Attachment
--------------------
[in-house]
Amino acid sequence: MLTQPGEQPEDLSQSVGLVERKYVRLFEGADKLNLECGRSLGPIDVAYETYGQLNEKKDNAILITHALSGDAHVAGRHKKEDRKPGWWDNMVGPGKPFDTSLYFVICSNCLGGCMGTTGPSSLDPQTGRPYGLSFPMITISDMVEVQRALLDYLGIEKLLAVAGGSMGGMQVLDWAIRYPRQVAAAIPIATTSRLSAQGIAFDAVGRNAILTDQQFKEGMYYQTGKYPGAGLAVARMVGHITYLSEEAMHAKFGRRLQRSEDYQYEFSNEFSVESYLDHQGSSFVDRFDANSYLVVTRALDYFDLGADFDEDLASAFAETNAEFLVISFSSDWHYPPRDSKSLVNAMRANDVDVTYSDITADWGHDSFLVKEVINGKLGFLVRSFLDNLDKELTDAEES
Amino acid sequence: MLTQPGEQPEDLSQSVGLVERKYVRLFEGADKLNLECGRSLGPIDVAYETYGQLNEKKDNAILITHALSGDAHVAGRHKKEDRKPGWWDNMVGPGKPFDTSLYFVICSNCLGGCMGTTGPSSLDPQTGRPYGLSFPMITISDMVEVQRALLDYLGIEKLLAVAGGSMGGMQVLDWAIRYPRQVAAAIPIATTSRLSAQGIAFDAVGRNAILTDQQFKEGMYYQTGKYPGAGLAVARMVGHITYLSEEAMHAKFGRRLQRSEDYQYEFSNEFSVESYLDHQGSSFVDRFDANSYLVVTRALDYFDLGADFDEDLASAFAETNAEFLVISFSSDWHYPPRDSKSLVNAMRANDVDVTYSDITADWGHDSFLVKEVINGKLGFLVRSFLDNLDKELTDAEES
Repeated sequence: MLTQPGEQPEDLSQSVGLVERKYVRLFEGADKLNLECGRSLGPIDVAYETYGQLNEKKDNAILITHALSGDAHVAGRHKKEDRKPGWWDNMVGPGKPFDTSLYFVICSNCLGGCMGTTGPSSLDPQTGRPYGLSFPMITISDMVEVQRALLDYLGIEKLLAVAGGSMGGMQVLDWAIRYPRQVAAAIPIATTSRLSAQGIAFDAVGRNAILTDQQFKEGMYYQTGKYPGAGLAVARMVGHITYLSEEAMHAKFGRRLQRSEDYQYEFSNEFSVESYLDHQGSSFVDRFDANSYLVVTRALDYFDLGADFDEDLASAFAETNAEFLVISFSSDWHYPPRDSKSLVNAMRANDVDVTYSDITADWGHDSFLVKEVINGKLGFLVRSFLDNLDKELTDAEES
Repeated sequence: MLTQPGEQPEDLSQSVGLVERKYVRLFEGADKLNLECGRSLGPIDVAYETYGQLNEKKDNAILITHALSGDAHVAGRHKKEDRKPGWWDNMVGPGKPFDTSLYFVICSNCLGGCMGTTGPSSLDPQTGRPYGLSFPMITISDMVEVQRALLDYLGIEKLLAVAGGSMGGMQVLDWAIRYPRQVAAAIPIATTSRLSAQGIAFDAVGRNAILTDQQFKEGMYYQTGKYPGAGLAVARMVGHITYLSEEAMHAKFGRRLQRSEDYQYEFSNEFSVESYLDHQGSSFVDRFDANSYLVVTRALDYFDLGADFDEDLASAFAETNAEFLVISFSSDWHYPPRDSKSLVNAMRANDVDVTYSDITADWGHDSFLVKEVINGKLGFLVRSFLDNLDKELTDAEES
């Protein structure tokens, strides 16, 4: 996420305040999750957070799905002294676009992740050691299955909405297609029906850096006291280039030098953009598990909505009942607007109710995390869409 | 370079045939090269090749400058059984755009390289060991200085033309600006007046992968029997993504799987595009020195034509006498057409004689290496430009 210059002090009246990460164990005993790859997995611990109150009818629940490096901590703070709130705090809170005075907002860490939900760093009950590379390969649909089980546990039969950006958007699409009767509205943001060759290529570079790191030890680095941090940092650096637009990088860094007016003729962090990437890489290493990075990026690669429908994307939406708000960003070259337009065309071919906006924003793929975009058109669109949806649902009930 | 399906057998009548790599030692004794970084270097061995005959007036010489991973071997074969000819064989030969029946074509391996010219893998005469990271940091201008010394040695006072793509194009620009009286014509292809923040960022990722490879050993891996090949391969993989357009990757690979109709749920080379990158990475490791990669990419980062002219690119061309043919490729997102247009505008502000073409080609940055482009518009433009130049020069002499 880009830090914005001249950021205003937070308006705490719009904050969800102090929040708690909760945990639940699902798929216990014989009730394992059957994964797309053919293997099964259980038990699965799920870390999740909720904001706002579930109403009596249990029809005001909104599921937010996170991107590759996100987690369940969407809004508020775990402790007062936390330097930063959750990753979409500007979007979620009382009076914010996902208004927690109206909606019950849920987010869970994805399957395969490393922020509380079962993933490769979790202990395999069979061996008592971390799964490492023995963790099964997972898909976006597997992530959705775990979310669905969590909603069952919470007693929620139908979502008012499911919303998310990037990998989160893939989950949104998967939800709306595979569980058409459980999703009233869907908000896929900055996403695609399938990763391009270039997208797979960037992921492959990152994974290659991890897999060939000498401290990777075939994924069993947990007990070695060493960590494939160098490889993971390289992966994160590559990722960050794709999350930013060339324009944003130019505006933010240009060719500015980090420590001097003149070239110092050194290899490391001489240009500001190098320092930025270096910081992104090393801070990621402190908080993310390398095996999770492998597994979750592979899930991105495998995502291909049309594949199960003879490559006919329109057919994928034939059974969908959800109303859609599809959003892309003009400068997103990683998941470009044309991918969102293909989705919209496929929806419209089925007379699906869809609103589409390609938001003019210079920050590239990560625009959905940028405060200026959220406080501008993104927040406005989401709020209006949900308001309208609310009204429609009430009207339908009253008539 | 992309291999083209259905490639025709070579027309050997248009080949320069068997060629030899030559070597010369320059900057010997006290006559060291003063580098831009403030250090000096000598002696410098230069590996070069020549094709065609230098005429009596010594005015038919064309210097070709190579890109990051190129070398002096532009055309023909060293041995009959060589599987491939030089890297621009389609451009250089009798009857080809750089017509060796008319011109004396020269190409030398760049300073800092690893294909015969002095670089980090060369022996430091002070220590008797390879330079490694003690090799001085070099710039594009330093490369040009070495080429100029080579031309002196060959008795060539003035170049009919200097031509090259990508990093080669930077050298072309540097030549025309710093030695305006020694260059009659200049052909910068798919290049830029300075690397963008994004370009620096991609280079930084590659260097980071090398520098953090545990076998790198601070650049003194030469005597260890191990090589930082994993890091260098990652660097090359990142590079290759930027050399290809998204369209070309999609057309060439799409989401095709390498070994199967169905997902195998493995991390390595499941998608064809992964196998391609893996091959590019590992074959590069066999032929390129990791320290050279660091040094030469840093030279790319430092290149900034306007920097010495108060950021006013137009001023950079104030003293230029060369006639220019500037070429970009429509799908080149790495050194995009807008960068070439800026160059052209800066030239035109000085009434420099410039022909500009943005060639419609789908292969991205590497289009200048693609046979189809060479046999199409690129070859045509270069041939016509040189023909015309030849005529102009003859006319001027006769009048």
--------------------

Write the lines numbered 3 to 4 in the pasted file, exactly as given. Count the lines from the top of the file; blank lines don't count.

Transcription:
Amino acid sequence: MLTQPGEQPEDLSQSVGLVERKYVRLFEGADKLNLECGRSLGPIDVAYETYGQLNEKKDNAILITHALSGDAHVAGRHKKEDRKPGWWDNMVGPGKPFDTSLYFVICSNCLGGCMGTTGPSSLDPQTGRPYGLSFPMITISDMVEVQRALLDYLGIEKLLAVAGGSMGGMQVLDWAIRYPRQVAAAIPIATTSRLSAQGIAFDAVGRNAILTDQQFKEGMYYQTGKYPGAGLAVARMVGHITYLSEEAMHAKFGRRLQRSEDYQYEFSNEFSVESYLDHQGSSFVDRFDANSYLVVTRALDYFDLGADFDEDLASAFAETNAEFLVISFSSDWHYPPRDSKSLVNAMRANDVDVTYSDITADWGHDSFLVKEVINGKLGFLVRSFLDNLDKELTDAEES
Repeated sequence: MLTQPGEQPEDLSQSVGLVERKYVRLFEGADKLNLECGRSLGPIDVAYETYGQLNEKKDNAILITHALSGDAHVAGRHKKEDRKPGWWDNMVGPGKPFDTSLYFVICSNCLGGCMGTTGPSSLDPQTGRPYGLSFPMITISDMVEVQRALLDYLGIEKLLAVAGGSMGGMQVLDWAIRYPRQVAAAIPIATTSRLSAQGIAFDAVGRNAILTDQQFKEGMYYQTGKYPGAGLAVARMVGHITYLSEEAMHAKFGRRLQRSEDYQYEFSNEFSVESYLDHQGSSFVDRFDANSYLVVTRALDYFDLGADFDEDLASAFAETNAEFLVISFSSDWHYPPRDSKSLVNAMRANDVDVTYSDITADWGHDSFLVKEVINGKLGFLVRSFLDNLDKELTDAEES